The competition is stiff because the open source H.264 encoder, which is x264, is one of the best available _period_. It is top of the line software closed or open source.
The ultimate problem is that Apple is the #1 seller of smartphones and tablets and they absolutely refuse to have their systems support anything other then H.264. Apple, btw, is also a member of MPEG-LA so they make money from patent licensing of that codec.
It really doesn't matter if you have a better codec or not. Compatibility is far and away the most important thing.
I don't see why it's up to Google to disable it in Chrome or what you think they would achieve by doing so.Yep. Unless Google is willing to drop h.264 support in Chrome/Android it's becoming pretty obvious that no other codec will take it's place,
If webm is going to displace h.264 it will be because it will be easier, cheaper, and most importantly: be better. Better in terms of integration into tools and ease of use as well as offering equal quality.
Breaking your browser and making people not want to use it isn't going to help webm out any.
They can either:
1. Only save content in h264 form, which will work everywhere (as soon as Firefox adds support)
2. Only save content in WebM (or another codec) which will only work in Firefox, Chrome, or possibly a few other targets. This simply is not going to happen, especially while Apple insists on using h264 only with all their products.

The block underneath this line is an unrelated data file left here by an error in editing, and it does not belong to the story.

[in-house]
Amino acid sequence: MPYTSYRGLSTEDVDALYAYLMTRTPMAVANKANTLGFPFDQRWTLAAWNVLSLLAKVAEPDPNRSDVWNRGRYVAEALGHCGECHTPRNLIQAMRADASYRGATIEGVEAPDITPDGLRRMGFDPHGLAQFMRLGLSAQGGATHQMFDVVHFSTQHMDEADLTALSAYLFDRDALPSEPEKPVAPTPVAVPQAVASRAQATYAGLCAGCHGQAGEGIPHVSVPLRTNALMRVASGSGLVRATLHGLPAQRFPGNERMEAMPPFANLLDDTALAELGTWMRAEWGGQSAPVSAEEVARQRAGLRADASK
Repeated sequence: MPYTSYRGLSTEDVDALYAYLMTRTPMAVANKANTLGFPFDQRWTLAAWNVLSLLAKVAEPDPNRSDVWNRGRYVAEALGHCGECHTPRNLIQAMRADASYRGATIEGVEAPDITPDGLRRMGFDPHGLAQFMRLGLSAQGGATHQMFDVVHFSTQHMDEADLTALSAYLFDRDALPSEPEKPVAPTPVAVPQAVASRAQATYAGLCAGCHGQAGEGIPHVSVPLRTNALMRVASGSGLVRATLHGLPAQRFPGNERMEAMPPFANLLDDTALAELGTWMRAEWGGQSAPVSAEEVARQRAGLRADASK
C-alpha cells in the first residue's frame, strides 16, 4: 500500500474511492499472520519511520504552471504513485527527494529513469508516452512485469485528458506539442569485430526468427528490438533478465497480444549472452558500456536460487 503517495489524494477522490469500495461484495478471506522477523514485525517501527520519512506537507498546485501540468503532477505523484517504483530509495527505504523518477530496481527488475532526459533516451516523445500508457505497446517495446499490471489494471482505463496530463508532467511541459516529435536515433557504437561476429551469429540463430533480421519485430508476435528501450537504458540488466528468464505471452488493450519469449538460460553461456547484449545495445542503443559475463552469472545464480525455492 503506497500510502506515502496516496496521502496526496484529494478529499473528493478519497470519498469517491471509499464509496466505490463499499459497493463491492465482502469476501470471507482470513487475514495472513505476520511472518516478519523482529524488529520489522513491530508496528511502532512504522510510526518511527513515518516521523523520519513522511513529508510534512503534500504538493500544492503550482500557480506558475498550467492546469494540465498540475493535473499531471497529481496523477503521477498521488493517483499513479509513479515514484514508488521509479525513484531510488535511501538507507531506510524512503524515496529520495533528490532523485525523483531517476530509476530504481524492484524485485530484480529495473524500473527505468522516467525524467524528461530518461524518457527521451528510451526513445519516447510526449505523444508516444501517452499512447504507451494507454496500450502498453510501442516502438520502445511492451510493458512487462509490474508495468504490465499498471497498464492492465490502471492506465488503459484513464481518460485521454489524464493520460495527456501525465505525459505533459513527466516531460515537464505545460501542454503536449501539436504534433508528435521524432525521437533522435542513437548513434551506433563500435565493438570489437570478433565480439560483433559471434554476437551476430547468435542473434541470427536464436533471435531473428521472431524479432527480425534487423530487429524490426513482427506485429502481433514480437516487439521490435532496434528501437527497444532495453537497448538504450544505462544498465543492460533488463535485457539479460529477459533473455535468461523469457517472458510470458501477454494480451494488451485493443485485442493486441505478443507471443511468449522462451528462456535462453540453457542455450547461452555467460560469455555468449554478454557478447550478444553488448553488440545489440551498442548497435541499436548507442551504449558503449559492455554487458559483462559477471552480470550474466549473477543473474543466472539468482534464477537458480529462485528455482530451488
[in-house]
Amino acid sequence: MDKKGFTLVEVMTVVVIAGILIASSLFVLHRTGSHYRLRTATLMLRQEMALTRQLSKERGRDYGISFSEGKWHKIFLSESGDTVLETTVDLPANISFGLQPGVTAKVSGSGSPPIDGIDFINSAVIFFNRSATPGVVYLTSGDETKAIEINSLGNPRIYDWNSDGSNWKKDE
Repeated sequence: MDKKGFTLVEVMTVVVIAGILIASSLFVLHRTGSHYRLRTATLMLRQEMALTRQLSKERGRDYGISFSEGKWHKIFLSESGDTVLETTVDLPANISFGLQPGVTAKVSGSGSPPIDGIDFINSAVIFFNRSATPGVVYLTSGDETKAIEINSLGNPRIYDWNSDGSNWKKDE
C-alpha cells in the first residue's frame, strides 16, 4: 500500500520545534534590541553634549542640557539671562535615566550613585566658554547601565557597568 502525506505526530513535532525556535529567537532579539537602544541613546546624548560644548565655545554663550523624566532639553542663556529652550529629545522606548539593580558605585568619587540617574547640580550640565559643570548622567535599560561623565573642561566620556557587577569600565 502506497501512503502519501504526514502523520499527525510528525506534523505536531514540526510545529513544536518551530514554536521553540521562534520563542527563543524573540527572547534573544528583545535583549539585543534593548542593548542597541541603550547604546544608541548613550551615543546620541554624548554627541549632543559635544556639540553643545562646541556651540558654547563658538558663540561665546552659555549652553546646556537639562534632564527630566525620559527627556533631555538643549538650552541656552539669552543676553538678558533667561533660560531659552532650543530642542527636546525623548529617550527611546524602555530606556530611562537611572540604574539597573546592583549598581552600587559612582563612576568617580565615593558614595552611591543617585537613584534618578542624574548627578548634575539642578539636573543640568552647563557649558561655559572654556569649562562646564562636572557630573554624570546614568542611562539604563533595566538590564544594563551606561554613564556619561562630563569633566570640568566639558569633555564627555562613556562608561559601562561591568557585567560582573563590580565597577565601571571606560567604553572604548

3. They can save content in multiple formats and serve different clients different formats.
#3 is what Google can drive by dumping h264 support in Chrome/Android. If they don't, websites simply won't bother with keeping another copy because there is no reason for them to do so and it wastes resources/money.
No, Google dropping h264 from Chrome/Android would not make distributors go with #3. The costs of storing double videos and re-encoding their video library aside (though that's reason enough not to do it), VP8 not hardware decoded on the majority of the phones/tablets out there, so users would just be complaining about battery drain. And then go with the iPhone/iPad for their next mobile device.
Dropping h264 from Chrome on the desktop wouldn't make providers go to vp8 video either, because Chrome has first class Flash integration. So Chrome users could still watch the h264 videos, just with Flash instead of native html5 video.
They all have licenses to use them because they're part of the "patent pool", Windows and OS X can play the files but lock everything else out one way or the other, and they end up using their position to force all the hardware makers who do have to pay to use the patents use it instead of open standards.
h.264 and JPEG-XR are not open standards, they're patent encumbered spceifications that will get you sued if you try to implement them.
In at least one case, the x264 developers, who like to keep their heads in the cloud and FUD open standards, had an algorithm they came up with stolen and patented by one of the companies in the patent pool. (It's OK for THEM to steal because they're big and rich and you won't last 5 seconds if you try to sue them)
i can not unterstand why they do not use a highquality format like PNG instead of crap "RAW"
and the consumers even do not have a choice no one sell a PNG cam...
same with h264 there is no webM cam. :-(